RAF Catfirth was a First World War seaplane base, which was first under Royal Naval Air Service (RNAS) control, and later transferred to the Royal Air Force (RAF) — once the RAF was formed.
Catfirth Air Station was significant in a number of ways. It was the most northerly base in Britain for tracking and attacking German submarines during the First World War, it was the destination of the first flight to Shetland around 8 June 1918, and the site provided accommodation for South Nesting residents until the late-1970s, and local employment until recently. It was enemy submarines that brought aviation to Shetland and, with it, early pioneers at the cutting edge of technology and innovation. 2018 marks the centenary of the RAF as well as of Catfirth Air Station.
Catfirth was selected because the firth provided reasonably sheltered anchorage, reached a depth of 27.5m, and was 3km in length. Construction of the 36-hectare site took place during the winter 1917-18, an amazing feat considering timescale, lack of labour-saving machinery, and weather. It was planned to accommodate over 700 men and to house 18 aircraft but in the end it housed 450 men and only five aircraft.
The influx of 450 men more than trebled South Nesting’s population of the time, particularly noticeable at services at the Nesting Methodist Chapel. One Nesting lass, Mary Williamson of nearby Friester, married an airman, Richmond Noble, and moved to Australia. Local bairns relished the presence of these visiting servicemen in their midst, supplementing the family income by selling them skaadimans heads (sea urchins) which the airmen fashioned into lanterns!
A massive barrage comprising 70,000 mines had been laid between Orkney and Norway to prevent German submarines reaching the Atlantic. Seaplanes from Catfirth Air Station were responsible for patrolling the east side of Shetland, and south to Fair Isle, as part of that defence.
Two types of seaplanes saw service: Porte Boats and Felixstowe F3s. The infrastructure at the air station represented state-of-the-art technology of the time. Wireless communication was available; in fact, this information board is mounted on one of the anchors used to secure the stays for the 76m-long aerials. But pigeons were also carried on board the seaplanes in case the wireless system failed!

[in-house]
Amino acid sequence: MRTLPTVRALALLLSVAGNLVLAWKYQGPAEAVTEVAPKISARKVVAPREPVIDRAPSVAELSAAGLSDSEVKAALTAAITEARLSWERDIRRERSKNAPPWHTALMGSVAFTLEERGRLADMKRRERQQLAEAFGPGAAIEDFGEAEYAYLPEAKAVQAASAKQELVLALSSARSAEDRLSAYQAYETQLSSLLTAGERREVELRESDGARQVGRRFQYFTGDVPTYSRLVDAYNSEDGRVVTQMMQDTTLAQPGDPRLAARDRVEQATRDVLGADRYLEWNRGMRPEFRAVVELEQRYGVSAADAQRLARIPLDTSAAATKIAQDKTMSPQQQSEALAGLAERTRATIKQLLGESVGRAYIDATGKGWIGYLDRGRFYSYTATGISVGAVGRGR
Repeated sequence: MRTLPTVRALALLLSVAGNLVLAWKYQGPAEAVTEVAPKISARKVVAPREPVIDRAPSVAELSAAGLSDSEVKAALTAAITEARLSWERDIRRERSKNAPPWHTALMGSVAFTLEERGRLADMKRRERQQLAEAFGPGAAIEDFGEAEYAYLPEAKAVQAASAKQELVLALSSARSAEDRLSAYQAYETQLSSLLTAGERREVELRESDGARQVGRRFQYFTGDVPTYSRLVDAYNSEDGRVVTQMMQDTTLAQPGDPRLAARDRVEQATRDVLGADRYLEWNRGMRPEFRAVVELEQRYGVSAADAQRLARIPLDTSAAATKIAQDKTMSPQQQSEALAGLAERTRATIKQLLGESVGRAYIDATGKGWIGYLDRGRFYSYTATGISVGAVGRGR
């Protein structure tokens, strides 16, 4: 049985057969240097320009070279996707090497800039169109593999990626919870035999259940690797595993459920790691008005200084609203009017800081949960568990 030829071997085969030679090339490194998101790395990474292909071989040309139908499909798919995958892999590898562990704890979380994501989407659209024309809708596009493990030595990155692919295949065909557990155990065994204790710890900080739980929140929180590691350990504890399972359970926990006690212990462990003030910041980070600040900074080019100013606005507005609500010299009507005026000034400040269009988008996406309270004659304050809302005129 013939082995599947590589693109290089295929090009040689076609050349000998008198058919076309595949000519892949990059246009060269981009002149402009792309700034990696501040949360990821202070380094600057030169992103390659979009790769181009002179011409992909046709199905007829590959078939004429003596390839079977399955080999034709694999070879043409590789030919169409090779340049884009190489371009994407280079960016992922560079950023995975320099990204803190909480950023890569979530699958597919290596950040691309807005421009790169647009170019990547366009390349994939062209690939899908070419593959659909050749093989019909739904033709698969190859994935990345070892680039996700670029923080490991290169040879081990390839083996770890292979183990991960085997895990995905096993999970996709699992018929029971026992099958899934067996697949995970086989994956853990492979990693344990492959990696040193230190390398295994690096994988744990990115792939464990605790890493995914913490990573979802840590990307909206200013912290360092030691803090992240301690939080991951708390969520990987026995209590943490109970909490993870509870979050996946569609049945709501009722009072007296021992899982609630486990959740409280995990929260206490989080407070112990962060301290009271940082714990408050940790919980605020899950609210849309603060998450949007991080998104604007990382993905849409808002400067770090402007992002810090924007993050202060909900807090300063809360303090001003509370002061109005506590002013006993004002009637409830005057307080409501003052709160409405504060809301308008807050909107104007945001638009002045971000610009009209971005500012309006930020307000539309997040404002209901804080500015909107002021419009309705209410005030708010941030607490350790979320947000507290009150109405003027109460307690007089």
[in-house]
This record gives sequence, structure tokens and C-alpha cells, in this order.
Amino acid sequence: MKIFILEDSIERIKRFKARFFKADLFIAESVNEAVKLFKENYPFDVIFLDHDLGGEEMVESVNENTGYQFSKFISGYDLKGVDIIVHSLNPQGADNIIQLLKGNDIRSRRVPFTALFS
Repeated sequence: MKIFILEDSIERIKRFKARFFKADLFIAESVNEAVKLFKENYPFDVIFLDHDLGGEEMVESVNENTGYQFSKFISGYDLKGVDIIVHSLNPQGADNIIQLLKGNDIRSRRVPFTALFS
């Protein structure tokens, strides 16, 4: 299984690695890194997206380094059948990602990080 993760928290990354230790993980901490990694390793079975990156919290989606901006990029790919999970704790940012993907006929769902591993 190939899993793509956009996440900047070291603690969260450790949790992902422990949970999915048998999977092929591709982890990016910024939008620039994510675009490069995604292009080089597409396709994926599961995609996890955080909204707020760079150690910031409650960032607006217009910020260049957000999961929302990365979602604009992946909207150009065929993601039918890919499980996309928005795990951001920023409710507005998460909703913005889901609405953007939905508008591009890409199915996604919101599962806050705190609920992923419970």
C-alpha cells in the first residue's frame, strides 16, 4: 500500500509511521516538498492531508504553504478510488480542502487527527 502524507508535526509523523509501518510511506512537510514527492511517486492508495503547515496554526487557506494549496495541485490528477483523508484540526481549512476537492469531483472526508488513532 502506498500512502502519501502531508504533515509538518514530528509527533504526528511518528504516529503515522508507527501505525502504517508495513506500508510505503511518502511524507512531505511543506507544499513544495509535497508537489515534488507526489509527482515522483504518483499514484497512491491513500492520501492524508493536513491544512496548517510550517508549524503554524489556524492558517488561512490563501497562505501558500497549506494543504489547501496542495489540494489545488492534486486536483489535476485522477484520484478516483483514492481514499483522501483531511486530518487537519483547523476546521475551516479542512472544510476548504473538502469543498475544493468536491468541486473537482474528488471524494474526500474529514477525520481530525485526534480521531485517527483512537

Catfirth was never finished as the Armistice brought hostilities to an end and, on that day, drifters came out from Lerwick into Catfirth, bedecked with flags. The base was finally closed in April 1919. After WWI the air station was sold to a local contractor for decommissioning and then later to Capt James Anderson whose house was built from reclaimed air-station blocks. The YMCA hut was dismantled and moved to Voe to become their first village hall, and many other buildings and materials were put to good use both locally in Nesting and also in Tresta, Northmavine and Brae.
For several decades the Officers’ Mess and Wireless Telegraphy Station provided accommodation for as many as six local families – members of the Sandison, Thompson, Newlands, Robertson, Goudie, and Laurenson families. The longest continuously occupied building was “The Wireless”, the Wireless/Telegraphy Station. Its two rooms housed a family of six, the last occupant leaving it in 1978, bringing to an end over four decades of occupancy.
During WWII Catfirth was briefly used in the early days of the Shetland Bus for Norwegian fishing boats taking part in resistance activities – until a hurricane struck in November 1941 with wind speeds up to 130mph, resulting in seven boats anchored in the firth being driven ashore and wrecked. Operations then moved to Lunna and later Scalloway.
The Catfirth base has been put to a number of uses since then: block-making, plant hire, glass-recycling, decommissioning of fish-farm equipment, etc – and the well-preserved slipway encourages leisure activities to this day. One can only surmise what the future holds for this special centenarian…
For more information see the excellent book by Simon Gunn (2018): RAF Catfirth 1918